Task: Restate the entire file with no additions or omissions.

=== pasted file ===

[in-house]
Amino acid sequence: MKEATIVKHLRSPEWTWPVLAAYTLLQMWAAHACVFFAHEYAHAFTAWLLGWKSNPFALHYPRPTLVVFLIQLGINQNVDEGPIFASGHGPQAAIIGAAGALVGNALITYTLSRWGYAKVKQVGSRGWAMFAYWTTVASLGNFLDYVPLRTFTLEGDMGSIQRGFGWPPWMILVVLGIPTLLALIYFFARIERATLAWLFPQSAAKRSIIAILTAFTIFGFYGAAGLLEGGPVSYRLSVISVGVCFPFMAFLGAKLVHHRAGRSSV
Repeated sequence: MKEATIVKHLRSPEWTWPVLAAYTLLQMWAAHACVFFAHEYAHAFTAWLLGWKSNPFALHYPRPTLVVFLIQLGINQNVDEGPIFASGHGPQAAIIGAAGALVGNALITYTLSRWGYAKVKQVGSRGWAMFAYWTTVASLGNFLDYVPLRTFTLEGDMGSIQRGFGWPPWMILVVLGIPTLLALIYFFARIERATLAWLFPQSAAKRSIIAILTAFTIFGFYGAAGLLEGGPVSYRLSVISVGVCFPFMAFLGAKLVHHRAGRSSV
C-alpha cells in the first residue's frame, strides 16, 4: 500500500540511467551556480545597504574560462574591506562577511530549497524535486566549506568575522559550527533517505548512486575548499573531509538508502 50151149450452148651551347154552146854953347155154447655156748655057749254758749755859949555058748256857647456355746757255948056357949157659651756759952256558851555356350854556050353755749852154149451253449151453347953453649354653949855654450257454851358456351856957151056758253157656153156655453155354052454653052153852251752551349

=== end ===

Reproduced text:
[in-house]
Amino acid sequence: MKEATIVKHLRSPEWTWPVLAAYTLLQMWAAHACVFFAHEYAHAFTAWLLGWKSNPFALHYPRPTLVVFLIQLGINQNVDEGPIFASGHGPQAAIIGAAGALVGNALITYTLSRWGYAKVKQVGSRGWAMFAYWTTVASLGNFLDYVPLRTFTLEGDMGSIQRGFGWPPWMILVVLGIPTLLALIYFFARIERATLAWLFPQSAAKRSIIAILTAFTIFGFYGAAGLLEGGPVSYRLSVISVGVCFPFMAFLGAKLVHHRAGRSSV
Repeated sequence: MKEATIVKHLRSPEWTWPVLAAYTLLQMWAAHACVFFAHEYAHAFTAWLLGWKSNPFALHYPRPTLVVFLIQLGINQNVDEGPIFASGHGPQAAIIGAAGALVGNALITYTLSRWGYAKVKQVGSRGWAMFAYWTTVASLGNFLDYVPLRTFTLEGDMGSIQRGFGWPPWMILVVLGIPTLLALIYFFARIERATLAWLFPQSAAKRSIIAILTAFTIFGFYGAAGLLEGGPVSYRLSVISVGVCFPFMAFLGAKLVHHRAGRSSV
C-alpha cells in the first residue's frame, strides 16, 4: 500500500540511467551556480545597504574560462574591506562577511530549497524535486566549506568575522559550527533517505548512486575548499573531509538508502 50151149450452148651551347154552146854953347155154447655156748655057749254758749755859949555058748256857647456355746757255948056357949157659651756759952256558851555356350854556050353755749852154149451253449151453347953453649354653949855654450257454851358456351856957151056758253157656153156655453155354052454653052153852251752551349